Teachers Lesson Plans

An Introduction to Pictorial Space

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Antonio Canal (also known as Canaletto), St. Mark's and the Clock Tower, Venice, 1735-1737and Meindert Hobbema, Two Water-mills, circa 1670

In linear perspective, an artist could create an illusion of depth by using one, two or three vanishing points. In these examples, Canaletto's painting has one vanishing point, while Meindert Hobbema's work has two.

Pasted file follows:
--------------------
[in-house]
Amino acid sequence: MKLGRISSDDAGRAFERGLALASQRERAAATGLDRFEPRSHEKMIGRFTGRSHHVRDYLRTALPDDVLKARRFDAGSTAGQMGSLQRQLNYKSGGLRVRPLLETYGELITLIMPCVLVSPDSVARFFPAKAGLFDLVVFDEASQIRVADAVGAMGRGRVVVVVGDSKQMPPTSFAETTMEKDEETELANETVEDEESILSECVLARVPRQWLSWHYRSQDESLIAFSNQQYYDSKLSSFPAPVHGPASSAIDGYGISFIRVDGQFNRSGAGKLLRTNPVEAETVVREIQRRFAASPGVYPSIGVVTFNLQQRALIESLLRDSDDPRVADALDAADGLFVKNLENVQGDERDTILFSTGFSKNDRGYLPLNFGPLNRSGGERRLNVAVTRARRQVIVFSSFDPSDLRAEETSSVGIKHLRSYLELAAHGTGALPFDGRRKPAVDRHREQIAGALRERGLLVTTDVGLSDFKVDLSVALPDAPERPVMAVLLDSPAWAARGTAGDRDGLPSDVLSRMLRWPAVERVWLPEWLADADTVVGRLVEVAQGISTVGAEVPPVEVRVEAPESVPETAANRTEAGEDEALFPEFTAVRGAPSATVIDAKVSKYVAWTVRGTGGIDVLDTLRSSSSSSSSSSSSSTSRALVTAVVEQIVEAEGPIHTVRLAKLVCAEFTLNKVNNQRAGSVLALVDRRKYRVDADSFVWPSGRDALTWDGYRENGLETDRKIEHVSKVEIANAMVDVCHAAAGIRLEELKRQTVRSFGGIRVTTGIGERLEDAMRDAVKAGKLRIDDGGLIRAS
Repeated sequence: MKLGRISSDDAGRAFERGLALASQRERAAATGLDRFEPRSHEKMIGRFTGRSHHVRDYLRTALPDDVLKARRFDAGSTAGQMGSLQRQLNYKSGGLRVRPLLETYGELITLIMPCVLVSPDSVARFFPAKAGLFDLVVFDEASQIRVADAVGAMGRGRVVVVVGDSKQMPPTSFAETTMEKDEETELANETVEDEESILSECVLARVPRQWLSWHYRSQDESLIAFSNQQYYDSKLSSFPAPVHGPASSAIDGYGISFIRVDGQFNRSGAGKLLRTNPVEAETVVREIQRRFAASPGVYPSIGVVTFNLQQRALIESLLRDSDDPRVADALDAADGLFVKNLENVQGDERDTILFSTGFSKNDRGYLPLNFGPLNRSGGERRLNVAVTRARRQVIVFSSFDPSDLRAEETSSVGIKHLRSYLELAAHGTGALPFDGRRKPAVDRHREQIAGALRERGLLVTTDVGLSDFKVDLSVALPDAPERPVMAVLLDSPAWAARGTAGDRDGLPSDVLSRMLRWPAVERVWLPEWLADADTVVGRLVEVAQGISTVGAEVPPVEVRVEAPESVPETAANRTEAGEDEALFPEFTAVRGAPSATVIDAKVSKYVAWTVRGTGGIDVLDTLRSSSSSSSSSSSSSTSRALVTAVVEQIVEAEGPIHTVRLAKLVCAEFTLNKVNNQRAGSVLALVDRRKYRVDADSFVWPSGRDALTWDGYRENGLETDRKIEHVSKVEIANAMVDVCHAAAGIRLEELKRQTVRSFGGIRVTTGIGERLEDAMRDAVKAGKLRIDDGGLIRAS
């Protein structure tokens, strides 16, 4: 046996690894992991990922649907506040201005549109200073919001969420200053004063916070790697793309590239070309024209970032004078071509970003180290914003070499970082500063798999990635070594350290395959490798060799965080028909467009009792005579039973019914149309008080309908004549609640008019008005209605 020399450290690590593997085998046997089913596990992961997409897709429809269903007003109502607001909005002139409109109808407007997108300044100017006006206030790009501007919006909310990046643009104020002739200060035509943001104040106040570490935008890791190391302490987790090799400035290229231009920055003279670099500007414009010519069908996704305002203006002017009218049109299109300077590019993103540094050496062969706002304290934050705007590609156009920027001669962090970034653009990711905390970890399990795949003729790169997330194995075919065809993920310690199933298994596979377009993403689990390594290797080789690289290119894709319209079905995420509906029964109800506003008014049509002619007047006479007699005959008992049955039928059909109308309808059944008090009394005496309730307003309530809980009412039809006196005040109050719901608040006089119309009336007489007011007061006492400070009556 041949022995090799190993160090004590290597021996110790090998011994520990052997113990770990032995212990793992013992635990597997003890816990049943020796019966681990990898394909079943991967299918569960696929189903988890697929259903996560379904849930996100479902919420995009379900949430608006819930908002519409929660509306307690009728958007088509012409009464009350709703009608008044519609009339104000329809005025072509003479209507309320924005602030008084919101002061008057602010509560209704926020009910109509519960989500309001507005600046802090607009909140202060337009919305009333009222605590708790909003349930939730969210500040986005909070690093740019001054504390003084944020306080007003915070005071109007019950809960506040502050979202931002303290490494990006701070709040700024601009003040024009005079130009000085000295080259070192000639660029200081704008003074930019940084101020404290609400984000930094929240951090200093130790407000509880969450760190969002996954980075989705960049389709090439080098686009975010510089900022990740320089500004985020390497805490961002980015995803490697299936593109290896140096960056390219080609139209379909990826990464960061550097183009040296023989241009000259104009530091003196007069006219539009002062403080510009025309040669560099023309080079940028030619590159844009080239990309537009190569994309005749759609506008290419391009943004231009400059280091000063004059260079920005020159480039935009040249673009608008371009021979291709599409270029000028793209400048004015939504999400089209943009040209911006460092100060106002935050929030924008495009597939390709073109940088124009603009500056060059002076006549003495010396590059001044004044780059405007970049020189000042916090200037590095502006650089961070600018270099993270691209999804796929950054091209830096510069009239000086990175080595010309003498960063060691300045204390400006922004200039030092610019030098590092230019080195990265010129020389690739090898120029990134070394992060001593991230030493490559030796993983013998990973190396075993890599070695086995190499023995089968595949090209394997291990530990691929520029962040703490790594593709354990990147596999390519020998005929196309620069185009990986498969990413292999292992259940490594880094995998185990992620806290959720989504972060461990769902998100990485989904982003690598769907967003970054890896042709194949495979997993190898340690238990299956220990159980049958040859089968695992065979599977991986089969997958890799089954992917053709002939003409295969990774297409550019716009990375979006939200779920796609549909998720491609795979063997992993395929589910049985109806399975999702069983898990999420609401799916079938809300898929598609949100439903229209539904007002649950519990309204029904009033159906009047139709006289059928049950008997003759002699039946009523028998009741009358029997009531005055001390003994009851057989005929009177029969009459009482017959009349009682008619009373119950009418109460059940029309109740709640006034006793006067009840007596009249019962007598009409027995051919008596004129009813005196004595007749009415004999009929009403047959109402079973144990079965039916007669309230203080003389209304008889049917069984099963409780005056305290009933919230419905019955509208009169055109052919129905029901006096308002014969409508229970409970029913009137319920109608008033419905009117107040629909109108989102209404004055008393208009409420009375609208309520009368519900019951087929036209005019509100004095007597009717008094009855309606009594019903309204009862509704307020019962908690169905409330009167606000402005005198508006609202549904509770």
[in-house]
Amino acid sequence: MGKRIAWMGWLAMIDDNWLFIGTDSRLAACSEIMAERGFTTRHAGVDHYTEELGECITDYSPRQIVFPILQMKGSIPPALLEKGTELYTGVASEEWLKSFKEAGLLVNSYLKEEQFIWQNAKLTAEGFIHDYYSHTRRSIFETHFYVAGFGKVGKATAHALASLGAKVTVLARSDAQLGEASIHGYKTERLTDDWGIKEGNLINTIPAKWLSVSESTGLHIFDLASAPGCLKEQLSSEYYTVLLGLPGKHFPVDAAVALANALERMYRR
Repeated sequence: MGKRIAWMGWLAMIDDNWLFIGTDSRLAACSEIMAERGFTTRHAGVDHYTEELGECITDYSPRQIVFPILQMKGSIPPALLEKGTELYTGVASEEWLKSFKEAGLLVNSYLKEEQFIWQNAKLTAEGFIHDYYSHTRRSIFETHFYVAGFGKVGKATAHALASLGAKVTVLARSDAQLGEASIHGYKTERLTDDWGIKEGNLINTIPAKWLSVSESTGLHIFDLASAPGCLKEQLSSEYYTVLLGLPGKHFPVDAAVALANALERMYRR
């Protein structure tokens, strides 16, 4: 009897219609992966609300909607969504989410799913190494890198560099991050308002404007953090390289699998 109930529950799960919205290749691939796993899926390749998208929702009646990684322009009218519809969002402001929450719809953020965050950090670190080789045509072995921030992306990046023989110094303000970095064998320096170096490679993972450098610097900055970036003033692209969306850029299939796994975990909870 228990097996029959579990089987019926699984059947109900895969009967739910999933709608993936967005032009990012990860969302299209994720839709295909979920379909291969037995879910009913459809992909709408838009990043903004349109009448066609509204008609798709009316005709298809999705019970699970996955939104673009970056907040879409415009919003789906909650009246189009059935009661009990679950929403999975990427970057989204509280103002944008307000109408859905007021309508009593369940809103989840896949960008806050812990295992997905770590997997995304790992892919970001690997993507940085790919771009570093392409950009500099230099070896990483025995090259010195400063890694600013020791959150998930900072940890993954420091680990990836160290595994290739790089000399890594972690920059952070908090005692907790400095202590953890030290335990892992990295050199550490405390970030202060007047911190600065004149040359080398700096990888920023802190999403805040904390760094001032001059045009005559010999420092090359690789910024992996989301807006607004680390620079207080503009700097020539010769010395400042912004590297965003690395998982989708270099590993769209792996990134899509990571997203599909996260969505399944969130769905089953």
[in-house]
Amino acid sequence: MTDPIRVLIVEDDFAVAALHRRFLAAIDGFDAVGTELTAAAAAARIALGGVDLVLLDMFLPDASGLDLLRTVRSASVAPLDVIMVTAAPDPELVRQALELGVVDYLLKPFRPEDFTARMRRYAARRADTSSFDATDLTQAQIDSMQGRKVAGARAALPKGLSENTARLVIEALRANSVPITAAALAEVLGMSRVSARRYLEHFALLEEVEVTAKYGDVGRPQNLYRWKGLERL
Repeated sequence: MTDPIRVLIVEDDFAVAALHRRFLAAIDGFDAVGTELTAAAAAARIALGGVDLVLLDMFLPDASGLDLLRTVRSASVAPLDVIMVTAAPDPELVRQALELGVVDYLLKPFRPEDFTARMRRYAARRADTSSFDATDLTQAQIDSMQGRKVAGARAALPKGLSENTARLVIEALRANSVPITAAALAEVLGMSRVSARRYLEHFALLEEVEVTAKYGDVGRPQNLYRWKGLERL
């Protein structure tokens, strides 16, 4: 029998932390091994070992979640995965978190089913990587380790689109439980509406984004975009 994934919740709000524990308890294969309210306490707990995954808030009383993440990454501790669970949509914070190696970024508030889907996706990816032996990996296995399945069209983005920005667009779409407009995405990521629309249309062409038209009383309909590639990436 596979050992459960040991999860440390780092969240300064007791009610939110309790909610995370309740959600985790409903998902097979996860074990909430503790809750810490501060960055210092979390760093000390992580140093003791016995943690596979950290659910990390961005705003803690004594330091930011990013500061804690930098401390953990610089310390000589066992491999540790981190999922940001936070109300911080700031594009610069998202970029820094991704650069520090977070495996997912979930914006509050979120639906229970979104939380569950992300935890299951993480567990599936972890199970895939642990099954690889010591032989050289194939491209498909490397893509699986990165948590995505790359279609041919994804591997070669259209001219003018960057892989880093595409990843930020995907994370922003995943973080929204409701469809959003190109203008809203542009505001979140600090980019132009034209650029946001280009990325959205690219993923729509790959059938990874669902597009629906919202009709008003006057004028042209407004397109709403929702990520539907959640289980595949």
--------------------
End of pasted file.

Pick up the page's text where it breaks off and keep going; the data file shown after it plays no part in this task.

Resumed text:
A vanishing point is situated on the horizon and shows the depth of a work. In a perspective with a single vanishing point, all parallel lines, perpendicular to the ground of the representation, converge on this point. That is the case in Canaletto's work; the vanishing point is just to the right of the actual framework of the canvas. The house of Meindert Hobbema's painting allows us to identify a perspective with two vanishing points. To prove this, prolong the horizontal lines in the centre. The lines on the right converge on a single point, while the lines on the left unite in another point. These are the two vanishing points of the painting.